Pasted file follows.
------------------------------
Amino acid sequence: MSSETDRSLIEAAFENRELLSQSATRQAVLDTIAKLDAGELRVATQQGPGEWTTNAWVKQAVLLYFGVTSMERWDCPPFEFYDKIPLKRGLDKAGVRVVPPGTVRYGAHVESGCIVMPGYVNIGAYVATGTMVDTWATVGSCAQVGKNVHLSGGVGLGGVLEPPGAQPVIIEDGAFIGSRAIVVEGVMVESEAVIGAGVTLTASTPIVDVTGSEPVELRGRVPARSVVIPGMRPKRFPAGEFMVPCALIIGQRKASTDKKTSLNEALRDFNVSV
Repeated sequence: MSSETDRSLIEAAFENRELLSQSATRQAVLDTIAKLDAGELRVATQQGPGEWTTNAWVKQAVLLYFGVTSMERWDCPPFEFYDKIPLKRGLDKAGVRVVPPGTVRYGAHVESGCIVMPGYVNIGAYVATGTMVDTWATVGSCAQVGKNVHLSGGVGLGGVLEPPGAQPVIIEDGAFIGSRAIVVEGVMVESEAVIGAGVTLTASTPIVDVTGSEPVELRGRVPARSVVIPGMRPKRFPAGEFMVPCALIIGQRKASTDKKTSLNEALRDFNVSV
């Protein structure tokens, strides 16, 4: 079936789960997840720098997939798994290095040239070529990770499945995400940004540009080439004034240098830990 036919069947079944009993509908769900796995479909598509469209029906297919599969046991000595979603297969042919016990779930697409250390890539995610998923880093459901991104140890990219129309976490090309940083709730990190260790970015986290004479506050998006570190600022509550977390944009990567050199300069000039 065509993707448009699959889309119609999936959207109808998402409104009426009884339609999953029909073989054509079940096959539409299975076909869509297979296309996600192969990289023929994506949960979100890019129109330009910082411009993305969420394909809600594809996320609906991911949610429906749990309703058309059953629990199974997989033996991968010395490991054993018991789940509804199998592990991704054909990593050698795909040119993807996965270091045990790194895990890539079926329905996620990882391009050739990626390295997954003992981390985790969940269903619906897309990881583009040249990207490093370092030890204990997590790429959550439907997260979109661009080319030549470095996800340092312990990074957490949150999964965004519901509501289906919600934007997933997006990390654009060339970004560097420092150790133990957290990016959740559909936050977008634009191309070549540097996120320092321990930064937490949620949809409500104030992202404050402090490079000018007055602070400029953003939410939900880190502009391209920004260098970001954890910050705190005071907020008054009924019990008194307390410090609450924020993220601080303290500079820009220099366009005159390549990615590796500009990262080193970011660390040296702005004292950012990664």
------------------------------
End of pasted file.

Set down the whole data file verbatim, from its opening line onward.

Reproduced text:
Amino acid sequence: MSSETDRSLIEAAFENRELLSQSATRQAVLDTIAKLDAGELRVATQQGPGEWTTNAWVKQAVLLYFGVTSMERWDCPPFEFYDKIPLKRGLDKAGVRVVPPGTVRYGAHVESGCIVMPGYVNIGAYVATGTMVDTWATVGSCAQVGKNVHLSGGVGLGGVLEPPGAQPVIIEDGAFIGSRAIVVEGVMVESEAVIGAGVTLTASTPIVDVTGSEPVELRGRVPARSVVIPGMRPKRFPAGEFMVPCALIIGQRKASTDKKTSLNEALRDFNVSV
Repeated sequence: MSSETDRSLIEAAFENRELLSQSATRQAVLDTIAKLDAGELRVATQQGPGEWTTNAWVKQAVLLYFGVTSMERWDCPPFEFYDKIPLKRGLDKAGVRVVPPGTVRYGAHVESGCIVMPGYVNIGAYVATGTMVDTWATVGSCAQVGKNVHLSGGVGLGGVLEPPGAQPVIIEDGAFIGSRAIVVEGVMVESEAVIGAGVTLTASTPIVDVTGSEPVELRGRVPARSVVIPGMRPKRFPAGEFMVPCALIIGQRKASTDKKTSLNEALRDFNVSV
């Protein structure tokens, strides 16, 4: 079936789960997840720098997939798994290095040239070529990770499945995400940004540009080439004034240098830990 036919069947079944009993509908769900796995479909598509469209029906297919599969046991000595979603297969042919016990779930697409250390890539995610998923880093459901991104140890990219129309976490090309940083709730990190260790970015986290004479506050998006570190600022509550977390944009990567050199300069000039 065509993707448009699959889309119609999936959207109808998402409104009426009884339609999953029909073989054509079940096959539409299975076909869509297979296309996600192969990289023929994506949960979100890019129109330009910082411009993305969420394909809600594809996320609906991911949610429906749990309703058309059953629990199974997989033996991968010395490991054993018991789940509804199998592990991704054909990593050698795909040119993807996965270091045990790194895990890539079926329905996620990882391009050739990626390295997954003992981390985790969940269903619906897309990881583009040249990207490093370092030890204990997590790429959550439907997260979109661009080319030549470095996800340092312990990074957490949150999964965004519901509501289906919600934007997933997006990390654009060339970004560097420092150790133990957290990016959740559909936050977008634009191309070549540097996120320092321990930064937490949620949809409500104030992202404050402090490079000018007055602070400029953003939410939900880190502009391209920004260098970001954890910050705190005071907020008054009924019990008194307390410090609450924020993220601080303290500079820009220099366009005159390549990615590796500009990262080193970011660390040296702005004292950012990664």